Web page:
Jews now possessed the Temple Mount, which had been lost to them in 70 AD when Roman legions, destroyed Jerusalem. Since approximately 1000 BC, Jerusalem has been the capital of only one nation, Israel. All invaders Roman, Byzantine, Muslim, or Crusader never established any other nation on that soil with Jerusalem a its capital.
Jews, in respect for all religious groups, gave open access to all faiths to its holy sites, including the Mosque of Omar and the Dome of the Rock, on the Temple Mount.
The only group ever referred to as “Palestinians” prior to June 1967, were the Jewish settlers. Once Jerusalem and West Bank came into possession of the Jews (following a deliberate attack by Arab armies), a subgroup of Arabs had to be created, that would be viewed as a small, persecuted minority, rather than part of the greater whole of Arab Islam, and its final goal of the reestablishment if a Muslim Caliph, controlling all Muslim lands throughout the world.
Many leaders calling themselves the Mahdi have come and gone over the last 1382 years of Muslim rule, but all follow the same pattern of deception, brute force, enslavement, and subjugation of all peoples who do not bow to Mohammad and Islam. After all, the word Islam means submission.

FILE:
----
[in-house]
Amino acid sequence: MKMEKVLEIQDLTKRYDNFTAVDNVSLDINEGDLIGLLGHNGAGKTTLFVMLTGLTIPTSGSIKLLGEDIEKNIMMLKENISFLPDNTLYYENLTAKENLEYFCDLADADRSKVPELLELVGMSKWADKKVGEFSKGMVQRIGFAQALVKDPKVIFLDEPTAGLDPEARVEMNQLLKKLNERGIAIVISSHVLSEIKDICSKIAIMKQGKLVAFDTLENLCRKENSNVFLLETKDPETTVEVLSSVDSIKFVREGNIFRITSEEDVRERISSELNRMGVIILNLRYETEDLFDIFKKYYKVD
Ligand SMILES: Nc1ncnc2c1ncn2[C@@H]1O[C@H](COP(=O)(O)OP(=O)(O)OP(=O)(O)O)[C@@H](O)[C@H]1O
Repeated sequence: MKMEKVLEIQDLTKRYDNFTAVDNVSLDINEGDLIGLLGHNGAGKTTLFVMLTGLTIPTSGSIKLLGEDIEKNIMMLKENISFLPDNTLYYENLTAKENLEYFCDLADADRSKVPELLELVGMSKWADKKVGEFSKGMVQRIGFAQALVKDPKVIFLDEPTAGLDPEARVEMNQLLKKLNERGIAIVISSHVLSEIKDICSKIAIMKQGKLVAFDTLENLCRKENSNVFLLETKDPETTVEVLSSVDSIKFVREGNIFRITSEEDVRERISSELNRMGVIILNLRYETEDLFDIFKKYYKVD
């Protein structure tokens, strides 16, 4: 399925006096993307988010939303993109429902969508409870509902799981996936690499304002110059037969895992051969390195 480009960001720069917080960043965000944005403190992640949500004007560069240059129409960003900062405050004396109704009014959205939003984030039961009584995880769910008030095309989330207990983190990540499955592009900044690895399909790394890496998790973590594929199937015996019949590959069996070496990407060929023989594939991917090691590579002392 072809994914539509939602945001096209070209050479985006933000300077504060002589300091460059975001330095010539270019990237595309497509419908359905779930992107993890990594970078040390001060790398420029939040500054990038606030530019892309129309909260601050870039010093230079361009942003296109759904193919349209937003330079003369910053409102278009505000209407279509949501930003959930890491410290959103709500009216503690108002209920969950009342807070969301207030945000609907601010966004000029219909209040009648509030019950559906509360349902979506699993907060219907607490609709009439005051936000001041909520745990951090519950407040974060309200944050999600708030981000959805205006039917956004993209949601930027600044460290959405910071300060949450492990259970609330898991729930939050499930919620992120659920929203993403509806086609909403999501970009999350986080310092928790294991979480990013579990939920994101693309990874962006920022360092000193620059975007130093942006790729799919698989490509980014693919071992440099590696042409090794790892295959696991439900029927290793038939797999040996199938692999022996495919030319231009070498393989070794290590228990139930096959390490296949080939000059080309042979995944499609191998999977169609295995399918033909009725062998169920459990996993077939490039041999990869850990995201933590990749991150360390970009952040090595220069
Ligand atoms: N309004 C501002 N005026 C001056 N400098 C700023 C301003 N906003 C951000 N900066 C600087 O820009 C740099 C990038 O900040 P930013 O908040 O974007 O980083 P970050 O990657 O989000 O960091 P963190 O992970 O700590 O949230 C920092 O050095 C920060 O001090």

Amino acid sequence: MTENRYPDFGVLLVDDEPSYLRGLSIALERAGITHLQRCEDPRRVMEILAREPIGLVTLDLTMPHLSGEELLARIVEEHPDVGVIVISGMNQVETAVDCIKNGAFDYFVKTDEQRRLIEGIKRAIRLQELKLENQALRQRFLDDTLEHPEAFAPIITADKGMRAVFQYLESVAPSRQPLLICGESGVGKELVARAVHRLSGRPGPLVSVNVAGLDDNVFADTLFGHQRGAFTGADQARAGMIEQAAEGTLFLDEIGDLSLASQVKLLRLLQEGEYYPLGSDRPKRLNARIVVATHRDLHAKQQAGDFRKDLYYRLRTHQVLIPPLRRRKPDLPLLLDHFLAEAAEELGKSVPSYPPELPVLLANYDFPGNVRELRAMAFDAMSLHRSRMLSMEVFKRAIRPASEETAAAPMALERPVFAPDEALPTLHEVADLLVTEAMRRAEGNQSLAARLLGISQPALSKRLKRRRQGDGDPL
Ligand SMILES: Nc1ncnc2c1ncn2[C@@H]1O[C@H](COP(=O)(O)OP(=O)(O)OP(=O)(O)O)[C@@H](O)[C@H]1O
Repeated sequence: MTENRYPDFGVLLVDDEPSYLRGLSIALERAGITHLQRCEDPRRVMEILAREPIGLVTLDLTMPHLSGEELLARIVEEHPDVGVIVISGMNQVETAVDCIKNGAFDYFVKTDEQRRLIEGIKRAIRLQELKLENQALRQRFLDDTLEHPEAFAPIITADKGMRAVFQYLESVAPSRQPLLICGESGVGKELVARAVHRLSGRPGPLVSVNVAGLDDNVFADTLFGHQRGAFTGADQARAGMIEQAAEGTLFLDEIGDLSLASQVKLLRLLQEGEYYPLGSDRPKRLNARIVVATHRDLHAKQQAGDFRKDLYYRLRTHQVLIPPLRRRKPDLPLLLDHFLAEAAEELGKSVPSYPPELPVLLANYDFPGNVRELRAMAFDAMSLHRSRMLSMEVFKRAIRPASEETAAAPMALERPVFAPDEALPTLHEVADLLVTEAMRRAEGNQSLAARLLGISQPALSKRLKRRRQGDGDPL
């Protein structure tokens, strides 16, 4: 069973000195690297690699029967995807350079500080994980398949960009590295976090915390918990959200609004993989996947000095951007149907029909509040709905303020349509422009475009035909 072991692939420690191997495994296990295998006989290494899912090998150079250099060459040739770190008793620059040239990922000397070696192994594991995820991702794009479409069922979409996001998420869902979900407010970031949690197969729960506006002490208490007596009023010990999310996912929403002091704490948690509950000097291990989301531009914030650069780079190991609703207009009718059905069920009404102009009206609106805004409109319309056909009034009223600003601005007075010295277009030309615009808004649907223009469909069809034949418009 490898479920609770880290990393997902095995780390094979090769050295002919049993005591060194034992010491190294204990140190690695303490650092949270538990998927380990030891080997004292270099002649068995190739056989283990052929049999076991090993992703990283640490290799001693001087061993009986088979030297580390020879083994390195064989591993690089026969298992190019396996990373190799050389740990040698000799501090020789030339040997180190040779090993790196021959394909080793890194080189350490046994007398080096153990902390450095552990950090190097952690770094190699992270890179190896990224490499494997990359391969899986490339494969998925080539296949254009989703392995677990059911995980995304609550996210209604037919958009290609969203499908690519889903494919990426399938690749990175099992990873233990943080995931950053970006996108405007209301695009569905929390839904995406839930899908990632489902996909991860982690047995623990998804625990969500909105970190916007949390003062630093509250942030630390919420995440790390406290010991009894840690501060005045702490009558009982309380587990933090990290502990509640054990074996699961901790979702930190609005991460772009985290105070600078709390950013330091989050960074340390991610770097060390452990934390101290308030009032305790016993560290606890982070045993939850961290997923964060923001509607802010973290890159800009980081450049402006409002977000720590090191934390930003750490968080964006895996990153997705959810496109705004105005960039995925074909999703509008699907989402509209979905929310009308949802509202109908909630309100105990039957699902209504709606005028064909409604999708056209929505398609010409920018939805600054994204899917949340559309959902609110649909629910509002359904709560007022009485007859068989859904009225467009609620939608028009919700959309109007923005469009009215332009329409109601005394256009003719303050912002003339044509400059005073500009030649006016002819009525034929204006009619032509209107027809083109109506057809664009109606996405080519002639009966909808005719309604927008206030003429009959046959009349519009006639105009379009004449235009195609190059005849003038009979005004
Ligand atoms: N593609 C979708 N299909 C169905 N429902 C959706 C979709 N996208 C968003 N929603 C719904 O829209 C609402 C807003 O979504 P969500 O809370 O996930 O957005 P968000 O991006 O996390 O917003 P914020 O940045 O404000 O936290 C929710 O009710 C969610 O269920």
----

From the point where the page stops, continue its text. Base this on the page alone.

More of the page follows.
There is no love exhibited by the moon god Allah, only forced submission. That god was worshiped in ancient Babylon, and by Mohammad's father, as an idol, before Mohammad used it as a unifying force for Arab expansionism.
Until the 1960s, ‘Palestinian’ meant ‘Jew’. I have seen Jewish IDs from the Mandate that said so. That’s why your example specified ‘non-Jewish communities’: If it had said ‘Palestinian’ it would have meant ‘Jewish’.
The citation does not define "Palestinians" as non-Jews. It refers to communities in a place called Palestine which are not Jewish, and therefore tacitly acknowledges that there were communities which were to be otherwise distinguished as Jewish; the "existing non-Jewish communities in Palestine" as opposed to existing Jewish ones. Were there no distinction to be made, the language would be as redundant as saying 'existing Palestinian communities in Palestine', or 'existing non-Jewish communities in non-Jewish lands'.